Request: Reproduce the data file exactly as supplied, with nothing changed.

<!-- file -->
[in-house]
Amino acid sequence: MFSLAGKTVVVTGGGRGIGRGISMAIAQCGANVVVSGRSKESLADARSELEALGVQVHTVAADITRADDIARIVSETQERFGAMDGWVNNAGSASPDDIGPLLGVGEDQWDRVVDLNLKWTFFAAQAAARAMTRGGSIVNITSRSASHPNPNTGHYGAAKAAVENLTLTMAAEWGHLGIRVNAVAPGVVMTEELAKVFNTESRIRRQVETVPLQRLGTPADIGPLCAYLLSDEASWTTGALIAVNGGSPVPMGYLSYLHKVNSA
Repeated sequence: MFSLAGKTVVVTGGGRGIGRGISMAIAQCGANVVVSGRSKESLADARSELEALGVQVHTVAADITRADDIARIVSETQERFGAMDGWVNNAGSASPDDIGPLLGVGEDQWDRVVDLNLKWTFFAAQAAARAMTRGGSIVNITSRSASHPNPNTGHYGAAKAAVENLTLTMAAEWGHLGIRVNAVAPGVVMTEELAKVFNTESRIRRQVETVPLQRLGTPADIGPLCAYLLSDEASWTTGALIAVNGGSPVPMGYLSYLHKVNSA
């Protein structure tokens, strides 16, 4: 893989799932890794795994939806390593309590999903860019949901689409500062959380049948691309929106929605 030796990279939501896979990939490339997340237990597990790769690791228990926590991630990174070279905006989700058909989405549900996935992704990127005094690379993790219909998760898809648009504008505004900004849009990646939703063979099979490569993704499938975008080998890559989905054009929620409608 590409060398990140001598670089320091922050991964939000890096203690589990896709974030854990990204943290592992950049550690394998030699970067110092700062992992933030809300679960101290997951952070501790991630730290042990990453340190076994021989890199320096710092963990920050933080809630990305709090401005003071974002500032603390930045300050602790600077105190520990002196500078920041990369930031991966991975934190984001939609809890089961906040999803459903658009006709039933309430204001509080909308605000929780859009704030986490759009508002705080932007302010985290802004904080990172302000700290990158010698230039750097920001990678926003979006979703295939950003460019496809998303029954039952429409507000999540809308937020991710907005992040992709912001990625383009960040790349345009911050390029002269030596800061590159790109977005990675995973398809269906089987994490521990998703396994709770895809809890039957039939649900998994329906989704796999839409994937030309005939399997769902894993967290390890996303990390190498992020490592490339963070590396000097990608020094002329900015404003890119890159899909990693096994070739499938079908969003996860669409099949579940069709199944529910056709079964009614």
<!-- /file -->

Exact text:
[in-house]
Amino acid sequence: MFSLAGKTVVVTGGGRGIGRGISMAIAQCGANVVVSGRSKESLADARSELEALGVQVHTVAADITRADDIARIVSETQERFGAMDGWVNNAGSASPDDIGPLLGVGEDQWDRVVDLNLKWTFFAAQAAARAMTRGGSIVNITSRSASHPNPNTGHYGAAKAAVENLTLTMAAEWGHLGIRVNAVAPGVVMTEELAKVFNTESRIRRQVETVPLQRLGTPADIGPLCAYLLSDEASWTTGALIAVNGGSPVPMGYLSYLHKVNSA
Repeated sequence: MFSLAGKTVVVTGGGRGIGRGISMAIAQCGANVVVSGRSKESLADARSELEALGVQVHTVAADITRADDIARIVSETQERFGAMDGWVNNAGSASPDDIGPLLGVGEDQWDRVVDLNLKWTFFAAQAAARAMTRGGSIVNITSRSASHPNPNTGHYGAAKAAVENLTLTMAAEWGHLGIRVNAVAPGVVMTEELAKVFNTESRIRRQVETVPLQRLGTPADIGPLCAYLLSDEASWTTGALIAVNGGSPVPMGYLSYLHKVNSA
């Protein structure tokens, strides 16, 4: 893989799932890794795994939806390593309590999903860019949901689409500062959380049948691309929106929605 030796990279939501896979990939490339997340237990597990790769690791228990926590991630990174070279905006989700058909989405549900996935992704990127005094690379993790219909998760898809648009504008505004900004849009990646939703063979099979490569993704499938975008080998890559989905054009929620409608 590409060398990140001598670089320091922050991964939000890096203690589990896709974030854990990204943290592992950049550690394998030699970067110092700062992992933030809300679960101290997951952070501790991630730290042990990453340190076994021989890199320096710092963990920050933080809630990305709090401005003071974002500032603390930045300050602790600077105190520990002196500078920041990369930031991966991975934190984001939609809890089961906040999803459903658009006709039933309430204001509080909308605000929780859009704030986490759009508002705080932007302010985290802004904080990172302000700290990158010698230039750097920001990678926003979006979703295939950003460019496809998303029954039952429409507000999540809308937020991710907005992040992709912001990625383009960040790349345009911050390029002269030596800061590159790109977005990675995973398809269906089987994490521990998703396994709770895809809890039957039939649900998994329906989704796999839409994937030309005939399997769902894993967290390890996303990390190498992020490592490339963070590396000097990608020094002329900015404003890119890159899909990693096994070739499938079908969003996860669409099949579940069709199944529910056709079964009614």